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Scientists need help! Moms to the rescue!

I read recently that scientists are hard at work in laboratories trying to make the H1N1 (swine) flu virus become more virulent. They are trying to figure out whether it could become more virulent on its own by trying to force it to do so in the lab. Some of these scientists may be moms, but they seem to have forgotten the lessons they’ve learned outside of the lab.

Any mom on the front lines of child rearing could have told them they were going about it all the wrong way! You can’t force a small being to do anything you want it to do. Instead, moms suggest that scientists follow some simple techniques culled from parenting manuals past and present:

Method #1: The Two Choices

Everyone knows that little beings want to have choices, and viruses are no different. Tell the viruses what their choices are: mutate in the way I want which would be really cool and I’ll iron a Superman S onto your t-shirt, or you can choose to spend the rest of your life inside a pig’s gall bladder. Which do you prefer?

Method #2: Distraction

Hey, H1N1! Look at that cool bacteria over there! Isn’t its mutation cool?

Method #3: Consequences

Look here, H1N1, do what I tell you or there are going to be consequences. I’m going to make sure if you don’t mutate right now, you’re going to spend the rest of your life** in a pig’s gall bladder.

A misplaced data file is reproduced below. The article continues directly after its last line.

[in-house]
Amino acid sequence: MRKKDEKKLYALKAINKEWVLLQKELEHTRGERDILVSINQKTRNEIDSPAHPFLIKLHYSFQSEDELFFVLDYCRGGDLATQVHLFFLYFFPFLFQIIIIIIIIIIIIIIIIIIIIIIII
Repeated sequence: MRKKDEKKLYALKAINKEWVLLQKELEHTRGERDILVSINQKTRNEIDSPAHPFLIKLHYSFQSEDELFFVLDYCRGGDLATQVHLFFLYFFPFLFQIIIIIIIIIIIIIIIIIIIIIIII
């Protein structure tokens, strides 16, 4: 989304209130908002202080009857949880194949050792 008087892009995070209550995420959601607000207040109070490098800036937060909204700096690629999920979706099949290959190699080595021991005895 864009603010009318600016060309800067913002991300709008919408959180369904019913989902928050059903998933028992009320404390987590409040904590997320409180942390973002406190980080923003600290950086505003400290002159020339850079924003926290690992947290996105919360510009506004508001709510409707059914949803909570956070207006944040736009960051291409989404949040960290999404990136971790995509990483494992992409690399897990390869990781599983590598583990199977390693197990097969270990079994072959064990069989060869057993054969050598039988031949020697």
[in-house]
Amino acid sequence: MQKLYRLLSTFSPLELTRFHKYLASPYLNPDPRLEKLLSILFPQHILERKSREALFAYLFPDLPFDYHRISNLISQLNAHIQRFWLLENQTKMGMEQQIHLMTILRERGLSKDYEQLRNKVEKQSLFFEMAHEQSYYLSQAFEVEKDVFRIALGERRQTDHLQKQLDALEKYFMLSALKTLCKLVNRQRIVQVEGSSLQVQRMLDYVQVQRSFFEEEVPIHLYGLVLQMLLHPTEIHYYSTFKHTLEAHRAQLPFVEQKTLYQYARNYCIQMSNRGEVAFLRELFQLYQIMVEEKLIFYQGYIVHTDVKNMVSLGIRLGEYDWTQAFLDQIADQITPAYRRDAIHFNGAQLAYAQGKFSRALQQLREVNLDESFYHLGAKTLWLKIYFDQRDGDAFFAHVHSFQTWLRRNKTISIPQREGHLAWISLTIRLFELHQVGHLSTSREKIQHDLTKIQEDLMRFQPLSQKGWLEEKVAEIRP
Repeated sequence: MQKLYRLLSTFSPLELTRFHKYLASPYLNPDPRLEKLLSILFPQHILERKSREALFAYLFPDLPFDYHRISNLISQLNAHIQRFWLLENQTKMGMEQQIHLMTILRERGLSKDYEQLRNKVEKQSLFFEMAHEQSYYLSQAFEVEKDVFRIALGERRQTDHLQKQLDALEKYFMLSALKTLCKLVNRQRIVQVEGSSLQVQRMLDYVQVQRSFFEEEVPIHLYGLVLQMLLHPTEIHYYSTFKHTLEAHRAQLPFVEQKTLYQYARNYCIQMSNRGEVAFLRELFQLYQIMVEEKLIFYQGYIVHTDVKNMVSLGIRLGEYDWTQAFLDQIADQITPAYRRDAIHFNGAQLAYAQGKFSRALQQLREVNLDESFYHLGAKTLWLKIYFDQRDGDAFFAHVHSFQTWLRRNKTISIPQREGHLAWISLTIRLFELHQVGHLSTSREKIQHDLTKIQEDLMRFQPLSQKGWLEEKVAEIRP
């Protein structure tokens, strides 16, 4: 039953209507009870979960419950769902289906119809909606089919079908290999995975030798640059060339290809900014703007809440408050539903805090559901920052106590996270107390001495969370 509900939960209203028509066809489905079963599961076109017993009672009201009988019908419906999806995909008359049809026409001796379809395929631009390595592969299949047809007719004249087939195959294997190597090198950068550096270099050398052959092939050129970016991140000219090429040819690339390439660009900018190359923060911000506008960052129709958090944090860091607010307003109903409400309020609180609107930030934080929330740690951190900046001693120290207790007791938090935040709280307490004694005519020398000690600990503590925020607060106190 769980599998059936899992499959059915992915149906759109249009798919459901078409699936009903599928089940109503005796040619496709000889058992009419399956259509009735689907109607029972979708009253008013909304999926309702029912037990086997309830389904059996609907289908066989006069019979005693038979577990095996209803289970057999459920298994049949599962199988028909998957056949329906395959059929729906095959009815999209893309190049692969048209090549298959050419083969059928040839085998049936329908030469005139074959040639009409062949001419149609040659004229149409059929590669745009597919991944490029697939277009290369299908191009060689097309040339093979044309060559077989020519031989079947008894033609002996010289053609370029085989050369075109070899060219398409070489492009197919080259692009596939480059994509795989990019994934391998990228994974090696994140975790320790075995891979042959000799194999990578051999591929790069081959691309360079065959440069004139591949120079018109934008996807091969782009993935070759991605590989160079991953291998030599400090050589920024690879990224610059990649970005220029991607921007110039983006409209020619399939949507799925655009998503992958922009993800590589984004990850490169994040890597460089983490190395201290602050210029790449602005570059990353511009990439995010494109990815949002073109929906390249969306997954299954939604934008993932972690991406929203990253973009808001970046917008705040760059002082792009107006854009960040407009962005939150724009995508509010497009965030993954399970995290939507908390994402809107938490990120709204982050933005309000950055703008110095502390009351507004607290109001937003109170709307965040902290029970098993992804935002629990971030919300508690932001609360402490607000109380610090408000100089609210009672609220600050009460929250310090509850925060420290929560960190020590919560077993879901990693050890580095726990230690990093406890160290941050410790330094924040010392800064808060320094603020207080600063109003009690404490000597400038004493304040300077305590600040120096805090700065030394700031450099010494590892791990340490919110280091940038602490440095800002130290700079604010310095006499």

Method #4: Counting*

*Can be used in combination with other methods

OK, H1N1, I’m going to count to three, and if you haven’t mutated…

Method #5: Corporal Punishment

Yeah, I know we got rid of this in schools. But nobody said it’s wrong to do in a lab! The only problem will be finding a ruler small enough… and finding the virus’s tushie.

Method #6: Positive Discipline

Oh, H1N1, you know how I love you, and how it would be so great if we could be positive and happy so let’s cuddle for a bit before you do exactly what I told you to do.

Method #7: The Scream*

*Usually follows method #6


Method #8: Attachment Parenting

Remember that the virus is also a being with needs of its own. Get down to its level and be with it so that you can understand why it doesn’t want to do what you know it’s going to have to do even if you have to resort to Method #5.

Method #9: Trust the Virus

Though it can take longer than you’d like, trust little H1N1 to do what it naturally will and be secure in your knowledge that you didn’t force anything. Everything H1N1 did was its own free choice, which is beautiful, even if it mutates into the meanest killer virus in history.

I hope that this quick primer is helpful to our brave scientists, who are sacrificing their time and creative energy trying to unlock the psychological mysteries of little beings who, they believe, are unfathomably complicated. Those of us working with rather larger little beings know that, in fact, those scientists may be more educated, but we are the ones they should turn to when they’re dealing with the mysteries of the stubborn minds of small beings. Perhaps next we can turn to cancer as our subject, though we may be out of time because the two-year-old has just constructed the Empire State Building in our living room with all of our fancy shoes from those long-ago years of freedom and simplicity.

**Note: Viruses aren’t actually alive, per se, but with cantankerous small beings it’s not advised to split hairs or to say anything to which they can answer, “No, I’m not!”

Posted in Health, Parenting.

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